• Christies auction house James Christie logo

    Sale 1992

    Important Watches

    24 April 2008, New York, Rockefeller Plaza

  • Lot 51

    ROLEX. A RARE 10K AUTOMATIC WRISTWATCH WITH CENTER SECONDS

    SIGNED ROLEX, PERPETUAL, MOVEMENT NO. F13673, CASE NO. 717621, REF. 6085, CIRCA 1950

    Price Realised  

    ROLEX. A RARE 10K AUTOMATIC WRISTWATCH WITH CENTER SECONDS
    SIGNED ROLEX, PERPETUAL, MOVEMENT NO. F13673, CASE NO. 717621, REF. 6085, CIRCA 1950
    With nickel-finished lever movement, polychrome cloisonné enamel dial depicting a cowboy riding a bucking bronco on a transluscent yellow enamel background, with applied disk and triangular numerals, circular water-resistant-type case with reeded bezel with engraved baton five-minute divisions, case, dial and movement signed, with a gold-plated Rolex buckle
    35mm diam.


    Contact Client Service
    • info@christies.com

    • New York +1 212 636 2000

    • London +44 (0)20 7839 9060

    • Hong Kong +852 2760 1766

    • Shanghai +86 21 6355 1766

    The labor and artistry that went into the production of cloisonné enamel dials was quite an expensive process as each one was crafted individually. The intricacy of the design began with the positioning of thin gold wires on the dial by the artist, which in turn depicted the chosen motif. The creation of small divisions by these wires, called "cloisonné", were then filled with colored enamel powder and fired in an oven at 1000 degrees Celius eventually enabling the powder to melt. Once the dial was removed from the oven it was polished by hand until a completely flat surface was achieved.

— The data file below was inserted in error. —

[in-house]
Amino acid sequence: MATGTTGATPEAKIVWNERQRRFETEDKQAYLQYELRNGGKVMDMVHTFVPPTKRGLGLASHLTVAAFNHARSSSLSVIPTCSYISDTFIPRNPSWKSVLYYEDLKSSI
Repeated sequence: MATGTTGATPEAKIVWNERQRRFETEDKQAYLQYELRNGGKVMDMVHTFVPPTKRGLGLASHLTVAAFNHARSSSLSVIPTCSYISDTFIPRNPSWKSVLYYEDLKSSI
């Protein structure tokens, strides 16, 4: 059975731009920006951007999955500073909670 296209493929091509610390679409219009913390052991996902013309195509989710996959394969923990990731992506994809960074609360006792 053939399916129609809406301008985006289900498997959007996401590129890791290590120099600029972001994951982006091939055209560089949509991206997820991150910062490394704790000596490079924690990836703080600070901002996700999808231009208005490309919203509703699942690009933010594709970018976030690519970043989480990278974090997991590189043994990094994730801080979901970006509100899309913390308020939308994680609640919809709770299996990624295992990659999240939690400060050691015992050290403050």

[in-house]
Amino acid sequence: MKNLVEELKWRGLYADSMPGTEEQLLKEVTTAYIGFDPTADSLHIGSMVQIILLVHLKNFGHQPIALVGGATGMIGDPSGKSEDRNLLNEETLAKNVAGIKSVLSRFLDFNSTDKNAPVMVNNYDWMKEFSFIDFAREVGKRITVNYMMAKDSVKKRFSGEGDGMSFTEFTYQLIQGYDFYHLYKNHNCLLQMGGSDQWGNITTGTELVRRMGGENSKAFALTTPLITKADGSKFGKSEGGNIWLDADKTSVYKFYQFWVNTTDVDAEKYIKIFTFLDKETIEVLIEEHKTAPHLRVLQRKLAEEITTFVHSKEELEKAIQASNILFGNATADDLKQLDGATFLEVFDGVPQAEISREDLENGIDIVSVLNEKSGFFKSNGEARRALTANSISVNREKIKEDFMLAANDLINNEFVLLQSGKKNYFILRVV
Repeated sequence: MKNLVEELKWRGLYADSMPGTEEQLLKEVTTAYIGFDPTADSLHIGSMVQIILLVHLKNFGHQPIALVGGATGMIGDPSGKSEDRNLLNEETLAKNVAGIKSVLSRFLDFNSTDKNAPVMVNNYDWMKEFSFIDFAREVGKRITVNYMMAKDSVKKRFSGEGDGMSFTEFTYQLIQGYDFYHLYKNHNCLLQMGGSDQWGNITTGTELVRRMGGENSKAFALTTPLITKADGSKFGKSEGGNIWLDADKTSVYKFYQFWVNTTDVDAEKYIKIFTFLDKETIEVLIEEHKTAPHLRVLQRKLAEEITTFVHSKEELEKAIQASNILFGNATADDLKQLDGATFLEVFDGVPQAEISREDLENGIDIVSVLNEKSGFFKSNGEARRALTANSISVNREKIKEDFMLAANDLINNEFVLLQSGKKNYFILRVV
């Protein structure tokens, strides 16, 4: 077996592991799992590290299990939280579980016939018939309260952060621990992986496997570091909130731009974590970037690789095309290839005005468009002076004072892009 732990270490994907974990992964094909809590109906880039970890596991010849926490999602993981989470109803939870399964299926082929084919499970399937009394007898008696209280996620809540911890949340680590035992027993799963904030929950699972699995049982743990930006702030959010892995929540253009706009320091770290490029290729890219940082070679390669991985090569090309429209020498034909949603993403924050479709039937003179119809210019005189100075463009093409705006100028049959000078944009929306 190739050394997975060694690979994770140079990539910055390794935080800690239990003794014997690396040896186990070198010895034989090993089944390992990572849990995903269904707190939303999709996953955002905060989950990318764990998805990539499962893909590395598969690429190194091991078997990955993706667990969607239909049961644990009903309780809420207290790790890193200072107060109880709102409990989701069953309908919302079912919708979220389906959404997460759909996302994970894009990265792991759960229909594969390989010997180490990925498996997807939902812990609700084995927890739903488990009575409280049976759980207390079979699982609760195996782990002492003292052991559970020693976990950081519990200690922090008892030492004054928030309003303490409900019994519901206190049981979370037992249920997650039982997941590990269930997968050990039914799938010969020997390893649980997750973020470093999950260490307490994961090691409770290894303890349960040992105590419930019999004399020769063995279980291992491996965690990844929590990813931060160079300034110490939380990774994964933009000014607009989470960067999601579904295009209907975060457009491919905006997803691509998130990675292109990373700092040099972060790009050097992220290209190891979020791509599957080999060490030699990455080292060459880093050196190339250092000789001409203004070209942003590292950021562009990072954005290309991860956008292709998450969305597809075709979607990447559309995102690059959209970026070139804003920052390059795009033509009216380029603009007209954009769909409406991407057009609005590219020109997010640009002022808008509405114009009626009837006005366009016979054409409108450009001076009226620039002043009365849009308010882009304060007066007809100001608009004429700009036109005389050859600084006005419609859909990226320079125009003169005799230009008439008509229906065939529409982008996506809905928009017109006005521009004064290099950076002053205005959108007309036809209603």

Given both the rarity and high level of skill involved in the formation of cloisonné enamel dials they have become a highly desirable commodity among collectors today.

    Saleroom Notice

    Please note that it is not confirmed that the cloisonne dial is original to the watch.